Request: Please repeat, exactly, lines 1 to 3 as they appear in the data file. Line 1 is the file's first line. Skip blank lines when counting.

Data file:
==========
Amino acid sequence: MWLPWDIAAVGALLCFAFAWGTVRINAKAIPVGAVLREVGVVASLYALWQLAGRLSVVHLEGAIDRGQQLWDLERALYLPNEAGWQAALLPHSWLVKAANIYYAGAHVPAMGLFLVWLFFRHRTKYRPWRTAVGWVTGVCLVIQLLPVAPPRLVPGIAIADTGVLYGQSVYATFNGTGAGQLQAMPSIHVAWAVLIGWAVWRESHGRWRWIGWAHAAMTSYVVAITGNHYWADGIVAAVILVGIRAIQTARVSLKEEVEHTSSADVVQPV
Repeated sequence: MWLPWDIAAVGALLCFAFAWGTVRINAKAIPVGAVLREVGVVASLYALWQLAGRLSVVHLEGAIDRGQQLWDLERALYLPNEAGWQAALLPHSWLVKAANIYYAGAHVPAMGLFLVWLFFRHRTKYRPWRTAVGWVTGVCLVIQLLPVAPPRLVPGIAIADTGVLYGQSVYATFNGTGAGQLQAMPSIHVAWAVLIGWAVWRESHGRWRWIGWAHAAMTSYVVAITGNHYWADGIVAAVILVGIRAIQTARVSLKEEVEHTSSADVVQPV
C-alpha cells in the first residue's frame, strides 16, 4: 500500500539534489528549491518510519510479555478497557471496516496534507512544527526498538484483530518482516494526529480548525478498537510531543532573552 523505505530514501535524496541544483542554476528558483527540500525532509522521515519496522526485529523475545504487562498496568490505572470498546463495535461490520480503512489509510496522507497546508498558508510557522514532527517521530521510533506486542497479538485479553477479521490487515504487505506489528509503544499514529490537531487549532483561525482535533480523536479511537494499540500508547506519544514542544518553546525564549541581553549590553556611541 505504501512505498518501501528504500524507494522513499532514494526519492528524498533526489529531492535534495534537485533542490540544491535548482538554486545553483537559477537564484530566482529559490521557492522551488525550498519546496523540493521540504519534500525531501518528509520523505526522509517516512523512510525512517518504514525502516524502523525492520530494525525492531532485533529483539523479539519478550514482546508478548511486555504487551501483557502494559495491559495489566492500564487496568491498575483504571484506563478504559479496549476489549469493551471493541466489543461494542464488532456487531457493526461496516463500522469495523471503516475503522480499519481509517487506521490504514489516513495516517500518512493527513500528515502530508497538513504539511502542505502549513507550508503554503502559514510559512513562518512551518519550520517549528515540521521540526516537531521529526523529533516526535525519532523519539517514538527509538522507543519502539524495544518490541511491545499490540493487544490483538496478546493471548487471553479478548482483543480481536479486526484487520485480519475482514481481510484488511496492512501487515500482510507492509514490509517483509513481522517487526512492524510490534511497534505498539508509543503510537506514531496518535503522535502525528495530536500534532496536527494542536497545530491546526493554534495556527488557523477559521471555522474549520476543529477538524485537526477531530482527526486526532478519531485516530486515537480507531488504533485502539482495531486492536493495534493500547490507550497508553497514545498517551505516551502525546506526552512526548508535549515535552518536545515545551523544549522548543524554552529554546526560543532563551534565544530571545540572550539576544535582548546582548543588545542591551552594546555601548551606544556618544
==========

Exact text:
Amino acid sequence: MWLPWDIAAVGALLCFAFAWGTVRINAKAIPVGAVLREVGVVASLYALWQLAGRLSVVHLEGAIDRGQQLWDLERALYLPNEAGWQAALLPHSWLVKAANIYYAGAHVPAMGLFLVWLFFRHRTKYRPWRTAVGWVTGVCLVIQLLPVAPPRLVPGIAIADTGVLYGQSVYATFNGTGAGQLQAMPSIHVAWAVLIGWAVWRESHGRWRWIGWAHAAMTSYVVAITGNHYWADGIVAAVILVGIRAIQTARVSLKEEVEHTSSADVVQPV
Repeated sequence: MWLPWDIAAVGALLCFAFAWGTVRINAKAIPVGAVLREVGVVASLYALWQLAGRLSVVHLEGAIDRGQQLWDLERALYLPNEAGWQAALLPHSWLVKAANIYYAGAHVPAMGLFLVWLFFRHRTKYRPWRTAVGWVTGVCLVIQLLPVAPPRLVPGIAIADTGVLYGQSVYATFNGTGAGQLQAMPSIHVAWAVLIGWAVWRESHGRWRWIGWAHAAMTSYVVAITGNHYWADGIVAAVILVGIRAIQTARVSLKEEVEHTSSADVVQPV
C-alpha cells in the first residue's frame, strides 16, 4: 500500500539534489528549491518510519510479555478497557471496516496534507512544527526498538484483530518482516494526529480548525478498537510531543532573552 523505505530514501535524496541544483542554476528558483527540500525532509522521515519496522526485529523475545504487562498496568490505572470498546463495535461490520480503512489509510496522507497546508498558508510557522514532527517521530521510533506486542497479538485479553477479521490487515504487505506489528509503544499514529490537531487549532483561525482535533480523536479511537494499540500508547506519544514542544518553546525564549541581553549590553556611541 505504501512505498518501501528504500524507494522513499532514494526519492528524498533526489529531492535534495534537485533542490540544491535548482538554486545553483537559477537564484530566482529559490521557492522551488525550498519546496523540493521540504519534500525531501518528509520523505526522509517516512523512510525512517518504514525502516524502523525492520530494525525492531532485533529483539523479539519478550514482546508478548511486555504487551501483557502494559495491559495489566492500564487496568491498575483504571484506563478504559479496549476489549469493551471493541466489543461494542464488532456487531457493526461496516463500522469495523471503516475503522480499519481509517487506521490504514489516513495516517500518512493527513500528515502530508497538513504539511502542505502549513507550508503554503502559514510559512513562518512551518519550520517549528515540521521540526516537531521529526523529533516526535525519532523519539517514538527509538522507543519502539524495544518490541511491545499490540493487544490483538496478546493471548487471553479478548482483543480481536479486526484487520485480519475482514481481510484488511496492512501487515500482510507492509514490509517483509513481522517487526512492524510490534511497534505498539508509543503510537506514531496518535503522535502525528495530536500534532496536527494542536497545530491546526493554534495556527488557523477559521471555522474549520476543529477538524485537526477531530482527526486526532478519531485516530486515537480507531488504533485502539482495531486492536493495534493500547490507550497508553497514545498517551505516551502525546506526552512526548508535549515535552518536545515545551523544549522548543524554552529554546526560543532563551534565544530571545540572550539576544535582548546582548543588545542591551552594546555601548551606544556618544